The down-grading of CSPE could harm vital human rights education
In the new Junior Cycle Framework, Civic, Social and Political Education (CSPE) is to be downgraded from a mandatory State-examinable subject to a short course delivered at the discretion of schools.
It is the only subject that explicitly promotes human rights and fosters in every young person the importance of being active citizens.
CSPE empowers young people to be active caring citizens. It should be available to all young people and it is not clear how downgrading it to a non-compulsory short course can achieve this.
The Irish Human Rights Commission (IHRC) has a statutory function to monitor Ireland's compliance with its international human rights standards. One of those standards is the provision of education that strengthens respect for human rights set out in the UN Convention on the Rights of the Child and other treaties.
CSPE is the most explicit form of human-rights education in the whole curriculum. If Ireland proceeds to downgrade this subject, it must be in a position to clearly demonstrate how it proposes to adequately meet its human rights obligations set out above.
We welcome the flexibility introduced in the new Junior Cycle Framework, particularly the introduction of portfolio assessment and the efforts to integrate human rights and equality principles across the curriculum. Such efforts should complement and strengthen CSPE, not replace it.
What is exciting and innovative about CSPE is its creative approach to fostering a spirit of active citizenship in students' lives through the empowering Action Project component. There are shortcomings in its implementation but these can be addressed. Young people themselves, when they were formally consulted on the new Junior Cycle Framework, concurred that reform was needed but they believed it should remain compulsory.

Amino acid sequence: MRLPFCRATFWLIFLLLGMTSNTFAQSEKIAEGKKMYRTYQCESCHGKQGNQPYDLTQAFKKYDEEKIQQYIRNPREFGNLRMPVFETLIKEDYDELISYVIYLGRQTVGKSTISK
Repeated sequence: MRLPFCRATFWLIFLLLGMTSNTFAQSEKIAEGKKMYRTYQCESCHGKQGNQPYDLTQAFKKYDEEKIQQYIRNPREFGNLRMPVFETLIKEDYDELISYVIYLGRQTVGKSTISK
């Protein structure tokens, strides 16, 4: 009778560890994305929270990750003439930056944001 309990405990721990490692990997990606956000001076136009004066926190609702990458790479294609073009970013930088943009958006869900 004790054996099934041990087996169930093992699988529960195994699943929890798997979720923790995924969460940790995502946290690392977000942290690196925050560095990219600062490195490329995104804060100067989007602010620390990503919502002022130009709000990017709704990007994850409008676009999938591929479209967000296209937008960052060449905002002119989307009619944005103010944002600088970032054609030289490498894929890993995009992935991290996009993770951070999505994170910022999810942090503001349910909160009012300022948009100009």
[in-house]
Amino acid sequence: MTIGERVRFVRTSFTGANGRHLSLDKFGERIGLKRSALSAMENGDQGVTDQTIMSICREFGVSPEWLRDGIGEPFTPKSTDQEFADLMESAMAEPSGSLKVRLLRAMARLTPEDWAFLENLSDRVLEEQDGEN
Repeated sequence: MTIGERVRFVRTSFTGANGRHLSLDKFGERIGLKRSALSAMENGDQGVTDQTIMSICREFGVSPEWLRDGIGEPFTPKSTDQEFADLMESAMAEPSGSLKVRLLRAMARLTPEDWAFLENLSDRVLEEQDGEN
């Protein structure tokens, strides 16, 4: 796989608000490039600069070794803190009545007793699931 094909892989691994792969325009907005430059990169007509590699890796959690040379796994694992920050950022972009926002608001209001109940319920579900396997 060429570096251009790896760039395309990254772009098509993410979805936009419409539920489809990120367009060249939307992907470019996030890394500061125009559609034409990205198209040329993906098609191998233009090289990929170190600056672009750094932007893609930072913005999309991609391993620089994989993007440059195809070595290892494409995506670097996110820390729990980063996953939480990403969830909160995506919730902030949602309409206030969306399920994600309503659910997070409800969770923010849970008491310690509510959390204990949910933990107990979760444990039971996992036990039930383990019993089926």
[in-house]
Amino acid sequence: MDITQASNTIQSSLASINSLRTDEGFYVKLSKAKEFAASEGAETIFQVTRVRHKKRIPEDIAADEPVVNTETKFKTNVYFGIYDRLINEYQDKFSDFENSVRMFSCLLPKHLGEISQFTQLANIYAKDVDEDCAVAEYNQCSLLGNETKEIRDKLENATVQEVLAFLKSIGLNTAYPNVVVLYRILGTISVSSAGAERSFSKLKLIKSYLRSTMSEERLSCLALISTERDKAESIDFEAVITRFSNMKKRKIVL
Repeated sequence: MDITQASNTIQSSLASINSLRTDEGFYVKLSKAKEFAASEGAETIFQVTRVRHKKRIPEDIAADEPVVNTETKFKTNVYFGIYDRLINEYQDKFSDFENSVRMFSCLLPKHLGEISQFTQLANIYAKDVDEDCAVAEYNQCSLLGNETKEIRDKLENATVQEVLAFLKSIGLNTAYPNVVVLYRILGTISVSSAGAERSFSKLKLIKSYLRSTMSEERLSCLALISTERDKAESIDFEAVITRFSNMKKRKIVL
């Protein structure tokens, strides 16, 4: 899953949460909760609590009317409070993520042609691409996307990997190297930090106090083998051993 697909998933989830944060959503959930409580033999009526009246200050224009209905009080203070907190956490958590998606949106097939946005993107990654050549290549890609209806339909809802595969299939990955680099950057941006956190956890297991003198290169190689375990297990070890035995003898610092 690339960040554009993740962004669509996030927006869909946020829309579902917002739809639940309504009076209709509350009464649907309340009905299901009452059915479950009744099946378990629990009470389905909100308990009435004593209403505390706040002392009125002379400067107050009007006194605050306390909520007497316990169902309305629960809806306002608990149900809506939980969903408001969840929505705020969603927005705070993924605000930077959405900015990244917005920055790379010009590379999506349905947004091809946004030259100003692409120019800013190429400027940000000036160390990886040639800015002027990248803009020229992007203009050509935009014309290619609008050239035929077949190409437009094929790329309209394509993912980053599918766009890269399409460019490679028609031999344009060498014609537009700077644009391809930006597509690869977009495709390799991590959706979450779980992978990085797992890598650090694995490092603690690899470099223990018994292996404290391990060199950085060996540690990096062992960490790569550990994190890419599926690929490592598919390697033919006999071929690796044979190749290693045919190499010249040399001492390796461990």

CSPE is a vital space for teachers and students to explore contemporary issues in Irish society within a human rights framework including cultural and religious diversity, sexual orientation, poverty and global interdependence. It is a space where prejudice, racism, and bullying can be tackled by giving students the know-how to defend their own and others' human rights.
CSPE raises the level of political and social literacy among students, fostering in them the potential to engage actively in democratic society. In this, CSPE is an important foundation for the new and much anticipated Senior Cycle subject 'Politics and Society'.
In the 2009 International Civic and Citizenship Report of 14-year-olds across 38 countries, Ireland ranked seventh, due, in no small part, to CSPE being a compulsory and State-examinable subject.
The Government must not be seen as retreating from its commitment to education that strengthens respect for human rights. It is time to reconsider this proposal.
Des Hogan is acting chief executive of the Irish Human Rights Commission